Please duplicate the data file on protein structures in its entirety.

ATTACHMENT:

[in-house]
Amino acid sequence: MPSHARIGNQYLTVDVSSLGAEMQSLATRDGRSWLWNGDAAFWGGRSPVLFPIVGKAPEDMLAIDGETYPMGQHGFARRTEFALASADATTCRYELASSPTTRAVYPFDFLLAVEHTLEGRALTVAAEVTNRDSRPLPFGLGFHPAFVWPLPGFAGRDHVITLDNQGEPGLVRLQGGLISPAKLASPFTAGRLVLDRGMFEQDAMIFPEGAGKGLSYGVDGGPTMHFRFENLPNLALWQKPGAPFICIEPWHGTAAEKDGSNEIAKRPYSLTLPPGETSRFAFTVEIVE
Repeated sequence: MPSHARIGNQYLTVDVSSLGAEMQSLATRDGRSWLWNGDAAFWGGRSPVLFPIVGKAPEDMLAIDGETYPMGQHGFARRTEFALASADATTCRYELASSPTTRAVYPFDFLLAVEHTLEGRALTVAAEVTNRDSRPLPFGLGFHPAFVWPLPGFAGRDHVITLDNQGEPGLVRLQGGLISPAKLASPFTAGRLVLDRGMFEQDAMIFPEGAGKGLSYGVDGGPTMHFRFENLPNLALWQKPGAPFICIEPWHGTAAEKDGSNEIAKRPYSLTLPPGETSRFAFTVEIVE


[in-house]
Amino acid sequence: MPSHARIGNQYLTVDVSSLGAEMQSLATRDGRSWLWNGDAAFWGGRSPVLFPIVGKAPEDMLAIDGETYPMGQHGFARRTEFALASADATTCRYELASSPTTRAVYPFDFLLAVEHTLEGRALTVAAEVTNRDSRPLPFGLGFHPAFVWPLPGFAGRDHVITLDNQGEPGLVRLQGGLISPAKLASPFTAGRLVLDRGMFEQDAMIFPEGAGKGLSYGVDGGPTMHFRFENLPNLALWQKPGAPFICIEPWHGTAAEKDGSNEIAKRPYSLTLPPGETSRFAFTVEIVE
Repeated sequence: MPSHARIGNQYLTVDVSSLGAEMQSLATRDGRSWLWNGDAAFWGGRSPVLFPIVGKAPEDMLAIDGETYPMGQHGFARRTEFALASADATTCRYELASSPTTRAVYPFDFLLAVEHTLEGRALTVAAEVTNRDSRPLPFGLGFHPAFVWPLPGFAGRDHVITLDNQGEPGLVRLQGGLISPAKLASPFTAGRLVLDRGMFEQDAMIFPEGAGKGLSYGVDGGPTMHFRFENLPNLALWQKPGAPFICIEPWHGTAAEKDGSNEIAKRPYSLTLPPGETSRFAFTVEIVE